Ghosts Hauntings Savannah, Georgia

Ghosts and Hauntings of Savannah, Georgia

Haunted Savannah

Savannah, Georgia has a long, tragic history and this history makes the city prime for ghosts. In fact, Savannah is considered to be one of the most haunted cities in the United States. The following are locations where ghost have been witnessed by visitors and residents alike.

Have a spooky time in Savannah, Georgia. Learn about the ghosts who supposedly haunt this city. Are they real or not? You decide. There are several ghost tours available in Savannah. The Hauntings Tour is one of the walking tours. A guide takes visitors to Savannah’s graveyards and haunted houses at night in this 90-minute tour. Guests are encouraged to bring a camera and snap photographs, of what the guides say, are the paranormal activity which may not be seen by the naked eye, but can be captured with a camera.

James Oglethorpe founded the City of Festivals in 1733 on the Savannah River in southeastern Georgia. During the 18th century, Savannah served as the capital of Georgia, as well as a shipping and cultural center. Savannah was the nation’s first planned city, and the 2.5 square miles historic district was set up in a grid of squares with an estimated 1000 historic buildings standing. No one knows how many ghosts reside there, but some say that Savannah is the most haunted city in the US.

The Mercer House

Located on Monterey Square, this house once belonged to the sinister Jim Williams, who was an antique dealer and an occasional voodoo practitioner. John Berendt cast Williams as the central character in his work, “Midnight in the Garden of Good and Evil.”

Williams lived in the house with his friend, Danny Hansford until 1981, when he shot and killed him in the heat of an argument. Pleading self-defense each time, Jim Williams survived three separate trials always claiming that his voodoo magic would set him free. And it did. Finally, a jury acquitted Williams, however, Danny Hansford’s ghost spirit wanted revenge. Williams suddenly succumbed to a heart attack and died on the spot where Danny would have killed him had Williams not gotten his first shot in.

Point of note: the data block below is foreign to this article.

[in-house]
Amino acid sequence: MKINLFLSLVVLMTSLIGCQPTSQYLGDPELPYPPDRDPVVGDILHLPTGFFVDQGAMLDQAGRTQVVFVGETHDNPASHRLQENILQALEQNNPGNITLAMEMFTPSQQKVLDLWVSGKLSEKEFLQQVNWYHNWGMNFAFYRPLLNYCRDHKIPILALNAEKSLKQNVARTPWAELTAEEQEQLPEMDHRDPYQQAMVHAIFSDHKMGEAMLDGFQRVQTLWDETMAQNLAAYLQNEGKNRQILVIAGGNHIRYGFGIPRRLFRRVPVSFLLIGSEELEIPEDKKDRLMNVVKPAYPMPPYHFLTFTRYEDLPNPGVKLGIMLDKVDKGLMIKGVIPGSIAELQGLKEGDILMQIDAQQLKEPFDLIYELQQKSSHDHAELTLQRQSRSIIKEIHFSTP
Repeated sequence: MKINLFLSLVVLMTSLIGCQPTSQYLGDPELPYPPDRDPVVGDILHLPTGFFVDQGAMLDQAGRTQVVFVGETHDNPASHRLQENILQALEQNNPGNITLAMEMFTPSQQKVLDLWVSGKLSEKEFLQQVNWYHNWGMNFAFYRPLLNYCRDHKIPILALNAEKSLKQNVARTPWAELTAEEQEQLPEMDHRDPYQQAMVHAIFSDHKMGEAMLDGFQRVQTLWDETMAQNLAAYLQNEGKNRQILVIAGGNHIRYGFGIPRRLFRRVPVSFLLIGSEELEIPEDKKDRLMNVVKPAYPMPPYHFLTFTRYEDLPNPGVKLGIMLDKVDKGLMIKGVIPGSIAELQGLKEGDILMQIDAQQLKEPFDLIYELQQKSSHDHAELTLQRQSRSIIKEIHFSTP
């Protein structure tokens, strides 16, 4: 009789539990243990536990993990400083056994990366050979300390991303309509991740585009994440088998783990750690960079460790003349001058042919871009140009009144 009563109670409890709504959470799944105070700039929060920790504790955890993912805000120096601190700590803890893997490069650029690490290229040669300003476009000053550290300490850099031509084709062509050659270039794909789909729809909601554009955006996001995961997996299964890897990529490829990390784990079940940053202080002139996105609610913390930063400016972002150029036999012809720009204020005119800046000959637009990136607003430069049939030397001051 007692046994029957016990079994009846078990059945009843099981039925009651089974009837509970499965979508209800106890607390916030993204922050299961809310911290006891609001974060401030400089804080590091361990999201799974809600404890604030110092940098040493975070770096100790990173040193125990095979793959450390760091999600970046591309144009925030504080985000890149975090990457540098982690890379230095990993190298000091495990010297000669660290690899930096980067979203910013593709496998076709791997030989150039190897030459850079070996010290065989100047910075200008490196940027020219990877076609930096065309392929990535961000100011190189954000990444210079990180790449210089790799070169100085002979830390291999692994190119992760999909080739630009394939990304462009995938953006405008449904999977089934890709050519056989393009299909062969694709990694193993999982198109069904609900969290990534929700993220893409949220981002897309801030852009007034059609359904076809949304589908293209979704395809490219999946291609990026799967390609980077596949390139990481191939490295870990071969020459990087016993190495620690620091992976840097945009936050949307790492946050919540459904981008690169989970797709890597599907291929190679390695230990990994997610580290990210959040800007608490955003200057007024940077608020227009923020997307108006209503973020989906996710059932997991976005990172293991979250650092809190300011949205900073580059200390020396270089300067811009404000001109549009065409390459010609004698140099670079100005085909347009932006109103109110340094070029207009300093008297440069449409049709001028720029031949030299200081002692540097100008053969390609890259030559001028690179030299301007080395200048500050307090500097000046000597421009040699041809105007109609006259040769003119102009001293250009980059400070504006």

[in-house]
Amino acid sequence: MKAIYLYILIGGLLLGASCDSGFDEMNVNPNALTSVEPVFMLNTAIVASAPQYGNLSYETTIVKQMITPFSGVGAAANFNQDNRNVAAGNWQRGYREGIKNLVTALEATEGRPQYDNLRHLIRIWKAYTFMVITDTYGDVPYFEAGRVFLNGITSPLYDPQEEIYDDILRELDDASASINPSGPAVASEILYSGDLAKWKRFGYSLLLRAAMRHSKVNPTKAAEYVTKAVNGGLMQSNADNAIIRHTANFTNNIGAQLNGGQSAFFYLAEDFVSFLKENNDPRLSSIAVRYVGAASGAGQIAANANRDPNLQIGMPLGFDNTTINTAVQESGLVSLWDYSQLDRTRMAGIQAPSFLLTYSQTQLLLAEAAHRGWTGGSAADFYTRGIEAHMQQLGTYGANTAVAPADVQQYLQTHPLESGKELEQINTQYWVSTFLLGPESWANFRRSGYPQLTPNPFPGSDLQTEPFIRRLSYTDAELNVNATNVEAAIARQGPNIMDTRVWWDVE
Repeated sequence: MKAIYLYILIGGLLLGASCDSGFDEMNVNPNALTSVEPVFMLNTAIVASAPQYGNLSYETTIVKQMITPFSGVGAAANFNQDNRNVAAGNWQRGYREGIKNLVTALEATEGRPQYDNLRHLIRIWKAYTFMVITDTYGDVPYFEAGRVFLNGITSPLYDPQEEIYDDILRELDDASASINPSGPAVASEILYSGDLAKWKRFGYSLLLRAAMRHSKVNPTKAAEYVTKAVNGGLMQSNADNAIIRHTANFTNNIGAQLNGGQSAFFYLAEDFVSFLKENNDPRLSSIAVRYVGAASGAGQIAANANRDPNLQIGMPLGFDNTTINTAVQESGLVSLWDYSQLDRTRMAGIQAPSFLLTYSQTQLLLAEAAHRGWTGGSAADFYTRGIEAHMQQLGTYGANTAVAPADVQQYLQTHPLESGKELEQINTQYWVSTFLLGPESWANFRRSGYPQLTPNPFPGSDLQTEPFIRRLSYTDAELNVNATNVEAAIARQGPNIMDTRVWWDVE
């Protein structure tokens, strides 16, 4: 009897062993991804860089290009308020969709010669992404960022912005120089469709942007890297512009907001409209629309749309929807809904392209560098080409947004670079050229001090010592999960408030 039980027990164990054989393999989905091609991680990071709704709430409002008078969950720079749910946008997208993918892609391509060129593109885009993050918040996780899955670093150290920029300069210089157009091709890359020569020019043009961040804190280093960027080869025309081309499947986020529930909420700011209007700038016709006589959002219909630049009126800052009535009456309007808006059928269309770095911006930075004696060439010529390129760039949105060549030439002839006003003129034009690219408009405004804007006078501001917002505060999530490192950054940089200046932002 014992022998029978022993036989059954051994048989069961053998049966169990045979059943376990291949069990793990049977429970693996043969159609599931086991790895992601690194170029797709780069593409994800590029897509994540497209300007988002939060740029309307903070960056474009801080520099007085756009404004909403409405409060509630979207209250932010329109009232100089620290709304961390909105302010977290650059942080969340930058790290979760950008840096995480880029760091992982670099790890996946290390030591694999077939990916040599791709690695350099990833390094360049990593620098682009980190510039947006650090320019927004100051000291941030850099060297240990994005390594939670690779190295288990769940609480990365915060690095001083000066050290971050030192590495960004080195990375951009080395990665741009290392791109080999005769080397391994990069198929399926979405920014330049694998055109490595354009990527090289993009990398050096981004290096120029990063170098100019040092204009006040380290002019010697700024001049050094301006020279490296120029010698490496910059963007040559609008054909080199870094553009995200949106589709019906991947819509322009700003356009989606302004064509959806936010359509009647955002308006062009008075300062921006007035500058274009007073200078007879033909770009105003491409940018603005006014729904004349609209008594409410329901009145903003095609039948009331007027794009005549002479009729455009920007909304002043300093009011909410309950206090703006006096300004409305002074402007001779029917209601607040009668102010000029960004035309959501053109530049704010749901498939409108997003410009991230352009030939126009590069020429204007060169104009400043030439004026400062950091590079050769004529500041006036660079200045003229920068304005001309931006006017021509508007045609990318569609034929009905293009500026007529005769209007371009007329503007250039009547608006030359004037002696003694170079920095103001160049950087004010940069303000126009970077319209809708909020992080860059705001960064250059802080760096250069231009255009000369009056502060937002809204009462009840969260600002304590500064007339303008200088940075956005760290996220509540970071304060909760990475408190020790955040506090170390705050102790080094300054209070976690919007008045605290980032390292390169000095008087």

There’s more to the Jim Williams tale. He also bought and restored a two-hundred-year-old house at 507 East St. Julian Street in 1963 and moved it to its present site, four blocks away. However, the house already had a resident ghost. A sailor had hanged himself in the bedroom and did not want the house moved. His ghost still curses the house with strange noises and cold spots.

Kehoe House in Savannah

The Kehoe House, named for former owner William Kehoe, for example, is one of the houses on the tour. In this home, twins of the Kehoe family died. It is thought that they died while playing in or near the fireplace. Guests who have stayed at the Kehoe House, which is now a posh bed and breakfast, claimed that they hear children in the house, although children were not allowed there.

Bonaventure Cemetery

The 140-year-old graveyard is a few miles from the Mercer House and is most famous for the Bird Girl statue pictured in the book, “Midnight in the Garden of Good and Evil.” Of course, it’s haunted. It just looks and feels haunted. Spooky Spanish moss drapes many of the old tombstones and ancient live oaks. Azaleas bloom in the spring, making the cemetery both beautiful and eerie. Johnny Mercer, the songwriter, and Conrad Aiken, the poet, are in permanent residence here. Visitors sometimes report hearing laughter and conversation, and a pack of spectral dogs also haunts the grounds.

Originally named the Evergreen Cemetery in 1868, it changed to Bonaventure Cemetery in 1909. The cemetery received much notoriety when featured in the book Midnight in the Garden of Good and Evil by John Berendt. The book’s cover dons a photo of the Bird Girl, taken by Jack Leigh, a statue that stood on the family plot of Lucy Boyd Trosdal. After the book gained popularity, Savannah moved the statue to the Telfair Museum of Art to avoid damage by sightseers. Notables buried at the cemetery include songwriter Johnny Mercer, poet Conrad Aikens, Edward Telfair, and Danny Hansford, who was shooting victim in Berendt’s book.